Field notes: Lessons from Swan River Valley, Montana

The beautiful peaks of the Swan Range in the Bob Marshall Wilderness loom above one of our worksites. This tree stand represents the aftermath of this 1996 clearcut: extremely dense lodgepole pines of uniform age and size.

Greta Hoffman

Editor's note: Over the past few weeks, field research interns Greta and Lily have been collecting information on forest conditions in the Swan River Valley of Western Montana. The Swan Valley is a productive and biologically diverse region home to grizzly bears, wolves and lynx, but has historically been intensively logged. Previously owned and managed by timber companies, over 35,000 acres were recently transferred to the National Forest through the Montana Legacy Project. Greta and Lily will be visiting sites that were harvested over the past 100 years to explore differences between 100, 75, 50, 25 and 10 year old clearcuts. Their data will help us understand the impact logging has on a variety of forest characteristics, and we will be able to investigate nature’s resilience to such human-caused disturbance.


By Greta Hoffman

These past few weeks collecting data on forest conditions in the Swan River Valley have been filled with awe, adventure and inspiration. By now we are well over a month into our forest research and our minds are analyzing, contemplating and observing nature in a completely different way.

Referencing field guides and spending time outside with researchers from The Wilderness Society has allowed me to learn more about the complexities of species that make up the forest ecosystem. No longer is the ground just covered in a mat of beautiful greens and browns, but hundreds of different shrubs, berries, mosses, grasses and sedges—each harboring its own unique qualities. Trees are no longer just trees, but complex organisms, each differing greatly by species and individual.

In addition to more fully observing the individual organisms and components of the wilderness, I am constantly learning more about nature’s big picture: how different groups can work together to conserve, benefit from and learn from it.  One of the major headliners for this task is the Montana Legacy Project. In December 2010, the final phase of the project was completed, allowing 310,000 acres of vital wild lands of the Crown of the Continent to be transferred from Plum Creek Timber Company to The Nature Conservancy and The Trust for Public Land.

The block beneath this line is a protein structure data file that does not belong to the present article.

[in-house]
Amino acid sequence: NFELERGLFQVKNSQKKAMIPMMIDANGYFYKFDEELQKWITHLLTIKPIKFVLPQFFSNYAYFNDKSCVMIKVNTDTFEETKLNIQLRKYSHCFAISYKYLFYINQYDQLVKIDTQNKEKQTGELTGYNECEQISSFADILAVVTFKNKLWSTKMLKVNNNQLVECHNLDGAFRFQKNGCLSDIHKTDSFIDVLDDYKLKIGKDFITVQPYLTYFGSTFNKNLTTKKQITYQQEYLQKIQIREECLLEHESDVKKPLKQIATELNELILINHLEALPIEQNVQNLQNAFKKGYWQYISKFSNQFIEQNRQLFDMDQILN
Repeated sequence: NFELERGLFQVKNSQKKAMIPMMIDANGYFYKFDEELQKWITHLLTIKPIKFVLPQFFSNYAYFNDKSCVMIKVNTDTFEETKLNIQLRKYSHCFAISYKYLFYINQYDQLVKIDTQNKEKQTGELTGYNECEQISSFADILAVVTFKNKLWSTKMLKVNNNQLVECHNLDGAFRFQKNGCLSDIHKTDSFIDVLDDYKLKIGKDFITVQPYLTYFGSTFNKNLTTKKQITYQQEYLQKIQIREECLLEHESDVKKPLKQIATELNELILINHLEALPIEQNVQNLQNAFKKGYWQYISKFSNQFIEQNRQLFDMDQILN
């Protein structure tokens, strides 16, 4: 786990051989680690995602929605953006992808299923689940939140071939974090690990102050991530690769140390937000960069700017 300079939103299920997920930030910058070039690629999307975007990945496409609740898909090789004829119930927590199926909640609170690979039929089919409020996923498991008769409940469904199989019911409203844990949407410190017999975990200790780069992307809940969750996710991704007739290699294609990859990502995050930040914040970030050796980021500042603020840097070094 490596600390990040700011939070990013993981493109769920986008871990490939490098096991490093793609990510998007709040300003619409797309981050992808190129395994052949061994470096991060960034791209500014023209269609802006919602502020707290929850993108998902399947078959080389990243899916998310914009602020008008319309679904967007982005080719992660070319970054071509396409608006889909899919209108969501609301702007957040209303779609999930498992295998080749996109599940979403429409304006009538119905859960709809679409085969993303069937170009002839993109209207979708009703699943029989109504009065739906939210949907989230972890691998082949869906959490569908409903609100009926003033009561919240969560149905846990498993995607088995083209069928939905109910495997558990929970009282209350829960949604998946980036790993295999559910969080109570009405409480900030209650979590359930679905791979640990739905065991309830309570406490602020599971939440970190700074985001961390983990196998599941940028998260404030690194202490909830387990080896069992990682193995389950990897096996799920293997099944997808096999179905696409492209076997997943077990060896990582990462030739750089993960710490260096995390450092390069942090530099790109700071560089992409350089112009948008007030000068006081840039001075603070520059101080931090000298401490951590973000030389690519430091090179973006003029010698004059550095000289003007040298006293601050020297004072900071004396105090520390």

For me, the awe-inspiring beauty of the Crown of the Continent is never taken for granted. Often I forget to see past the towering snow-covered peaks and clear mountain streams to appreciate all of the work that goes into conserving the places I love so dearly. Without the Montana Legacy Project and its many supporters and contributors, I wouldn’t have the opportunity to enjoy the smell of fresh alpine air as I’m working among the towering larch and ponderosa. I wouldn’t have a chance to access wilderness so vast and beautiful so close to home. And maybe the grizzlies, lynx, black bears, woodpeckers, elk, bull trout and various other species wouldn’t have a safe place to live and raise their young.

We are so very lucky to have these expanses of truly wild lands. I hope that we can step back and appreciate it thoroughly, while also looking to the future of conservation and making decisions to help keep the wild as it should be—wild.   

See photos from Greta's journey: 

The Swan Valley’s checker-boarded landscape from past logging activities. The mountain range to the left (west) is the Mission Mountains, and to the east right (east) are the Swan Mountains and the Bob Marshall Wilderness area. Map: Google Earth

Although they are tiny, these wild strawberries pack way more flavor and sweetness than the giant ones you can find at the supermarket. Sometimes, when the sun beats down on the forest floor, the fragrant scent of these little berries fills the air. Photo: Greta Hoffman

From a higher altitude, we could distinguish between the more recent clear-cuts, thinning treatments, older clear cuts, untreated areas and even the fire scar left by the Condon Mountain Fire less than one year ago. Photo: Greta Hoffman

These giant old growth pinus ponderosa are vital to forests in Western Montana. Through years of fire suppression, however, this shade-intolerant species has become dominated by other shade-tolerant species like Douglas Fir in many places. Historically, forests contained many old growth ponderosas where wildfire regularly burned through forest understories, keeping the pines free of competing vegetation and sustaining a diverse and productive forest floor of grasses and wildflowers. Photo: Greta Hoffman

 

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